Dan's wearing of the uniform clearly was neither illegal nor "fraudulent." US law and military regulation expressly allow honorably separated combat-veterans to wear their uniforms at ceremonies. Dan--unlike probably all of you commentators--is a combat veteran, having served under fire in the Iraq War for 15 months. And what Dan participated in in Amsterdam was an OFFICIAL Netherlands Government ceremony, a Netherlands Military float recognizing equality. Dan had EVERY right to wear his uniform. He EARNED that right by honorably serving his country and putting his life on the line for his country. Being able to wear the uniform after service is one of the benefits accorded to those who have the courage to defend democracy. Appropriately, it is not one of the benefits accorded to those who sit on their asses all day making anonymous snide remarks about others.

    Also, Dan in fact does represent many Americans, and many LGBT Americans, and so it was appropriate that he be in an ambassadorial role at the Amsterdam Pride. Many (Gay) Americans respect Dan and gladly have him represent us because Dan didn't sit on his ass all day making anonymous snide comments about others but got out there and put his liberty and life on the line in fighting against discrimination. His efforts contributed significantly to getting the advancements that we have gotten--more justification for why he approrpiately wears the uniform.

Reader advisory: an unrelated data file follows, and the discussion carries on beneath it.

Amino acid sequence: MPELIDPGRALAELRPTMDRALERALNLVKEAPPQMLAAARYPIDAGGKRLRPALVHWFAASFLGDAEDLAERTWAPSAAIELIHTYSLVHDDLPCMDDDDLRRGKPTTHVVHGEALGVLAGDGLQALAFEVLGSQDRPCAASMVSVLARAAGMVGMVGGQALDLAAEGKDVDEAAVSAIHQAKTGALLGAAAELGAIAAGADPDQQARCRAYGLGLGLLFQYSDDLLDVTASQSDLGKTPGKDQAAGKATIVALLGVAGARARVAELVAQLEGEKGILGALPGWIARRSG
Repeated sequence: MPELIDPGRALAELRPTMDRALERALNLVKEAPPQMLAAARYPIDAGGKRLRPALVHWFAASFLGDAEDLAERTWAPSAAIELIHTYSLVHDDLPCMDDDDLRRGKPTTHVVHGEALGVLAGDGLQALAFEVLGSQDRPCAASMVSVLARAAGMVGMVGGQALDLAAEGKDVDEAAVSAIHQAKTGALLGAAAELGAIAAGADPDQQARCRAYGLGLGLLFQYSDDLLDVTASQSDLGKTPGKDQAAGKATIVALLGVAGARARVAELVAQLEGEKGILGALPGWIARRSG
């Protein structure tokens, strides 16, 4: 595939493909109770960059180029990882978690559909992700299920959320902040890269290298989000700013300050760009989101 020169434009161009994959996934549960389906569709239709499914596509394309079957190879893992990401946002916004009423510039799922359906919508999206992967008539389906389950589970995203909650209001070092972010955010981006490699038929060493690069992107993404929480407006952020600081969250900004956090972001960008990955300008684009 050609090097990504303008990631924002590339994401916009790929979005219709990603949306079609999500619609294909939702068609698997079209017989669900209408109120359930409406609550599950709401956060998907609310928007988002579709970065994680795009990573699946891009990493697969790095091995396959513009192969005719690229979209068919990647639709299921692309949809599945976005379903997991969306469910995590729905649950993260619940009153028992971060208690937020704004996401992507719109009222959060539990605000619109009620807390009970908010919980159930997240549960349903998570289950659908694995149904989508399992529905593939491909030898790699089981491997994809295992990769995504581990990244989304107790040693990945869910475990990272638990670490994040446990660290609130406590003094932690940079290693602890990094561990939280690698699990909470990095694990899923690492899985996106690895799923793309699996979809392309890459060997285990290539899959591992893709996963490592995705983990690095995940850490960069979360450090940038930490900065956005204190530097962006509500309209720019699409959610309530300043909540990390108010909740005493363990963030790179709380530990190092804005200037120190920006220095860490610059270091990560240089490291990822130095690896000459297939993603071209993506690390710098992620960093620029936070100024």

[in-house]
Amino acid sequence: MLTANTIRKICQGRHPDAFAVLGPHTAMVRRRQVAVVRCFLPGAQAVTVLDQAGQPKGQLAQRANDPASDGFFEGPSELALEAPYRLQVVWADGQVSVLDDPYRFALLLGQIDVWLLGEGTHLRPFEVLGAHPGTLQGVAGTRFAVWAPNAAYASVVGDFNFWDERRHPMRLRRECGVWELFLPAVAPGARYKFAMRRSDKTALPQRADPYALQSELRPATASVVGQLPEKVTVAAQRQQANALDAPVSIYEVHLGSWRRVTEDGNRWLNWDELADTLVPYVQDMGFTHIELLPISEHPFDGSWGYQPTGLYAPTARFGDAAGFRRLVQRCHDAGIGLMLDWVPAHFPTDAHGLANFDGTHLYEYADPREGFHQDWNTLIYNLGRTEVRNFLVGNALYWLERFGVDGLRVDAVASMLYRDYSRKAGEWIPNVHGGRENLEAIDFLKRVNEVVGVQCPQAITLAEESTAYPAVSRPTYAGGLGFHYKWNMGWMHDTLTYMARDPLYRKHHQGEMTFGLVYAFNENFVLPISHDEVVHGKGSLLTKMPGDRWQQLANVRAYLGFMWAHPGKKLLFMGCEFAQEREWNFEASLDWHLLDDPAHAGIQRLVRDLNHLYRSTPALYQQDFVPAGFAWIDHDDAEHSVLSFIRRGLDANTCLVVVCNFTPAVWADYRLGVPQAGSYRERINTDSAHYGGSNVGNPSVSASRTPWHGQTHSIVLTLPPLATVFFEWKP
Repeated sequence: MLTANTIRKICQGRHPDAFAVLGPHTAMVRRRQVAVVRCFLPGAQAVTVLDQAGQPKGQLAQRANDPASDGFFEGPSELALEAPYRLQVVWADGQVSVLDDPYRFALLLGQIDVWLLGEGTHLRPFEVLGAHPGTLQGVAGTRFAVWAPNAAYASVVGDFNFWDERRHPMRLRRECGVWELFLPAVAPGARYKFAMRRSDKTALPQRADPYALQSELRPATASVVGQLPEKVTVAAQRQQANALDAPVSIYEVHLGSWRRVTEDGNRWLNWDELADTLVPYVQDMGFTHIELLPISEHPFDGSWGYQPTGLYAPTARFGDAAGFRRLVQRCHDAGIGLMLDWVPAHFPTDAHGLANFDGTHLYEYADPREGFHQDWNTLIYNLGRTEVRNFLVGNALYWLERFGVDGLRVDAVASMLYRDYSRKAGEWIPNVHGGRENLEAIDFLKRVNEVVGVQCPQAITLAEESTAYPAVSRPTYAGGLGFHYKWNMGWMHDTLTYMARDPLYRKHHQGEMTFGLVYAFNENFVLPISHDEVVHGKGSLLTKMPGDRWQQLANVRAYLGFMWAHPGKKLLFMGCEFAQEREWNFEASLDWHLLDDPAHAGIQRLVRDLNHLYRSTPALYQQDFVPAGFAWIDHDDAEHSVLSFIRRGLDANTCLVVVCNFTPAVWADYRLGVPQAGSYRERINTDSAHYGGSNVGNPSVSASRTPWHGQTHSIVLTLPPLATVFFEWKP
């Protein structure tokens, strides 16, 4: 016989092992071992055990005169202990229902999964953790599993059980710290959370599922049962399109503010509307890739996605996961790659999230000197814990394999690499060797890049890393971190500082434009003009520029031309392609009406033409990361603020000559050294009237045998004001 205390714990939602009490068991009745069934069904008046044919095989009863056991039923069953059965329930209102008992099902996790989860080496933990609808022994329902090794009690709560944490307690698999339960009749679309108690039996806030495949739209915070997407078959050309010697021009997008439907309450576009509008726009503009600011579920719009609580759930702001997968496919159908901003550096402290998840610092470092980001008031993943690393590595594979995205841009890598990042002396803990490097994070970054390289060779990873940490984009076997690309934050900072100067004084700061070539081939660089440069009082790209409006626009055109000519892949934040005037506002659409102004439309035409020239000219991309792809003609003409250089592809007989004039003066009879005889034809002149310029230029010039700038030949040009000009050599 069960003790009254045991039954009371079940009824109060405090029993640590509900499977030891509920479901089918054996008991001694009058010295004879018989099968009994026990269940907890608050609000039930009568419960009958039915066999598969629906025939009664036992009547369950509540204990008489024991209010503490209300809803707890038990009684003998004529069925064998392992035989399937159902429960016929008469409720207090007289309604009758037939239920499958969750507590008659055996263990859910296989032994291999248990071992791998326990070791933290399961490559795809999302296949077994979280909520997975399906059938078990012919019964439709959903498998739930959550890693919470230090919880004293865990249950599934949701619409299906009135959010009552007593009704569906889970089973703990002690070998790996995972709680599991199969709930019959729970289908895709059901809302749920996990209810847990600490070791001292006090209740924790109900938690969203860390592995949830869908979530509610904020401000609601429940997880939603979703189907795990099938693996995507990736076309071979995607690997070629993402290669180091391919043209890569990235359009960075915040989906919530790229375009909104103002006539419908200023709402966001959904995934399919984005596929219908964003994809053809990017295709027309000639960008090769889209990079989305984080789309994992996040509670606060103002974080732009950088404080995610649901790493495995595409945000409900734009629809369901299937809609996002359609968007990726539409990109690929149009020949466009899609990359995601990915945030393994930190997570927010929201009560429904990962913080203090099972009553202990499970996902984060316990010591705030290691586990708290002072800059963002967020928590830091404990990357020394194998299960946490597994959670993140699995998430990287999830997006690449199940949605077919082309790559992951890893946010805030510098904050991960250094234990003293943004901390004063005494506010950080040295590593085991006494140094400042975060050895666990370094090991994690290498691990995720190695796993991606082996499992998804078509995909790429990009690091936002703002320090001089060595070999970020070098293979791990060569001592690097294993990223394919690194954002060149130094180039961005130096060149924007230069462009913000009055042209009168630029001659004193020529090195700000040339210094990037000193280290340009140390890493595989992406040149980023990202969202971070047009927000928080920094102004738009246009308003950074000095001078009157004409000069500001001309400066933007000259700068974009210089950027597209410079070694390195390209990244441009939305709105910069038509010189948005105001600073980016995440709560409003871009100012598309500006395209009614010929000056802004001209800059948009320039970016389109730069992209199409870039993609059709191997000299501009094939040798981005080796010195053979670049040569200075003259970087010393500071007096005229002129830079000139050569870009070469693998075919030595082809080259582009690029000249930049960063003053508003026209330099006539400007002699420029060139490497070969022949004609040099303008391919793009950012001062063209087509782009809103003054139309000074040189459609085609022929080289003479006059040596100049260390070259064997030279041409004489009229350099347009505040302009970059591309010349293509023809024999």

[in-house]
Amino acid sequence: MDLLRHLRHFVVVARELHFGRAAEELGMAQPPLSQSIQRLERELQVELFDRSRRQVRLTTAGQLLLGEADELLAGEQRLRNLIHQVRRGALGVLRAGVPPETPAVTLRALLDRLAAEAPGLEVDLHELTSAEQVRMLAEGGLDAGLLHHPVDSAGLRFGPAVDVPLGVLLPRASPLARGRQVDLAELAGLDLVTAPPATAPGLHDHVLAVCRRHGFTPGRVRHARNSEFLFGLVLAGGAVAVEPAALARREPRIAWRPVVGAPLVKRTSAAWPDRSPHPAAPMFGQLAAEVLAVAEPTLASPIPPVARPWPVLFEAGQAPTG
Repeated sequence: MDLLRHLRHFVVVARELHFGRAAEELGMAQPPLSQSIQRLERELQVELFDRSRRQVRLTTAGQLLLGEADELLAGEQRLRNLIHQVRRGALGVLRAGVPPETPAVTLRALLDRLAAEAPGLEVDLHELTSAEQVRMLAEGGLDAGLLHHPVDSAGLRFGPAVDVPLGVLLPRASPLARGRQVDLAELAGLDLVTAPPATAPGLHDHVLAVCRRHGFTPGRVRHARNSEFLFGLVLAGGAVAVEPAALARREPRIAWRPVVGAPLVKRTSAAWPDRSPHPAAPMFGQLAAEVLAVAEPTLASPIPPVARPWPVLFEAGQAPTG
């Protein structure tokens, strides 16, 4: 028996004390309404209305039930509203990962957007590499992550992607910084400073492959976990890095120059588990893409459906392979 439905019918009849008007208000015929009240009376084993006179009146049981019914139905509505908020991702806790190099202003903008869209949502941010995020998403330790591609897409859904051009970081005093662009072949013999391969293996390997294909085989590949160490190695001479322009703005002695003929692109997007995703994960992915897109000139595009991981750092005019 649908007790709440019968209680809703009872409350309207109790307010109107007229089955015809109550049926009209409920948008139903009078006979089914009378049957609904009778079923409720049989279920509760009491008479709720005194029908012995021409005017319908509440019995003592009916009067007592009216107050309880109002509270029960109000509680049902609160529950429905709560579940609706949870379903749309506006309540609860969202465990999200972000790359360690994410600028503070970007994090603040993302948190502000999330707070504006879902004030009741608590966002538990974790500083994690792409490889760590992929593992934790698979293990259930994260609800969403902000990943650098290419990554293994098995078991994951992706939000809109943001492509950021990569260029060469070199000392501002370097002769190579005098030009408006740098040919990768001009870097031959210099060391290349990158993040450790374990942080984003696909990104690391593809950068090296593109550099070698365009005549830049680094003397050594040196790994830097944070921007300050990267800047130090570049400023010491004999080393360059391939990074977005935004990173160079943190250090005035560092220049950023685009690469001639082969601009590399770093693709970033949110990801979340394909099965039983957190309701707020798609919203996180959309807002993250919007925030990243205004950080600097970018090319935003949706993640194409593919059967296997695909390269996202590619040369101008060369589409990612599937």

Finally, Dan's participation in these events like Moscow and Amsterdam Pride clearly has nothing to do with self-promotion. Anyone who knows Dan or who has half a brain and can analyze the LGBT civil-rights movement objectively knows that Dan is simply continuing to speak up and lead the fight against discrimination against LGBT people--in American and globally. It speaks volumes about Dan's courage and commitment and contribution to LGBT equality that OTHER countries recognize him in such a manner. Dan was INVITED to be on the official Netherlands Military float. Were any of you negative commentators invited to be on anything other than your chairs in front of your computers to which you invited yourselves? No, because nobody gives a damn about some pathetic commentator sitting in front of his computer making anonymous snide remarks.

    What I want to know is how many of you people are paid by the Obama camp to smear civil-rights activists by sitting on your asses all day making anonymous false remarks about them.

    I for one thank Dan for his courage.

    Posted by: James E. Pietrangelo, II | Aug 8, 2011 12:15:54 PM